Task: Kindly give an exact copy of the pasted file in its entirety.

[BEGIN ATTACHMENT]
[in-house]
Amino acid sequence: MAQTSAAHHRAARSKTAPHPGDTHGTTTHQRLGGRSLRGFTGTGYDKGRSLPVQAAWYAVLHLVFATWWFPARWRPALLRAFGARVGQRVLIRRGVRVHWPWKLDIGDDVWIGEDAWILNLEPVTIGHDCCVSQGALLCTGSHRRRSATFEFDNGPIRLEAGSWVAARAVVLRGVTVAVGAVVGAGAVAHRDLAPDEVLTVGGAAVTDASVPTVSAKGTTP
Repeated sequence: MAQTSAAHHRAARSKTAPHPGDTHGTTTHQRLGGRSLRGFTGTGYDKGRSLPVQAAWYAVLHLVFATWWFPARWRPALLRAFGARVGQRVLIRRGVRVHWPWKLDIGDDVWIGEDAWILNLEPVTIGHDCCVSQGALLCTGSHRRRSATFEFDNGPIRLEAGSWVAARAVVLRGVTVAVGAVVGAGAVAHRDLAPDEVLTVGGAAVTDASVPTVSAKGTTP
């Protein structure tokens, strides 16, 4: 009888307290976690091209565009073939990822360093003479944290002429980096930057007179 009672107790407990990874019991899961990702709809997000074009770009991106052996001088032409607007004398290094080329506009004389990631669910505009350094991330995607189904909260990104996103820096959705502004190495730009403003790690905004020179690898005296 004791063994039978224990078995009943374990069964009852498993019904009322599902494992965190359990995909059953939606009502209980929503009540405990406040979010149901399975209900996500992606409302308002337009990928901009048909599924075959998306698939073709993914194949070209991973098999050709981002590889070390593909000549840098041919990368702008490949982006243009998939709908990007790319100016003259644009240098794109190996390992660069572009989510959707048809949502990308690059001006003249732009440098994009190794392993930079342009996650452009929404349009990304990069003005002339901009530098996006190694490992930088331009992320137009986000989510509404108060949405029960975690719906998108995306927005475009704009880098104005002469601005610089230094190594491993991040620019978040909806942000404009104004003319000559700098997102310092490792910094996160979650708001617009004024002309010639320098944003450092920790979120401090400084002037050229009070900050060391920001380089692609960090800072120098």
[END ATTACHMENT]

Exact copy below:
[in-house]
Amino acid sequence: MAQTSAAHHRAARSKTAPHPGDTHGTTTHQRLGGRSLRGFTGTGYDKGRSLPVQAAWYAVLHLVFATWWFPARWRPALLRAFGARVGQRVLIRRGVRVHWPWKLDIGDDVWIGEDAWILNLEPVTIGHDCCVSQGALLCTGSHRRRSATFEFDNGPIRLEAGSWVAARAVVLRGVTVAVGAVVGAGAVAHRDLAPDEVLTVGGAAVTDASVPTVSAKGTTP
Repeated sequence: MAQTSAAHHRAARSKTAPHPGDTHGTTTHQRLGGRSLRGFTGTGYDKGRSLPVQAAWYAVLHLVFATWWFPARWRPALLRAFGARVGQRVLIRRGVRVHWPWKLDIGDDVWIGEDAWILNLEPVTIGHDCCVSQGALLCTGSHRRRSATFEFDNGPIRLEAGSWVAARAVVLRGVTVAVGAVVGAGAVAHRDLAPDEVLTVGGAAVTDASVPTVSAKGTTP
């Protein structure tokens, strides 16, 4: 009888307290976690091209565009073939990822360093003479944290002429980096930057007179 009672107790407990990874019991899961990702709809997000074009770009991106052996001088032409607007004398290094080329506009004389990631669910505009350094991330995607189904909260990104996103820096959705502004190495730009403003790690905004020179690898005296 004791063994039978224990078995009943374990069964009852498993019904009322599902494992965190359990995909059953939606009502209980929503009540405990406040979010149901399975209900996500992606409302308002337009990928901009048909599924075959998306698939073709993914194949070209991973098999050709981002590889070390593909000549840098041919990368702008490949982006243009998939709908990007790319100016003259644009240098794109190996390992660069572009989510959707048809949502990308690059001006003249732009440098994009190794392993930079342009996650452009929404349009990304990069003005002339901009530098996006190694490992930088331009992320137009986000989510509404108060949405029960975690719906998108995306927005475009704009880098104005002469601005610089230094190594491993991040620019978040909806942000404009104004003319000559700098997102310092490792910094996160979650708001617009004024002309010639320098944003450092920790979120401090400084002037050229009070900050060391920001380089692609960090800072120098």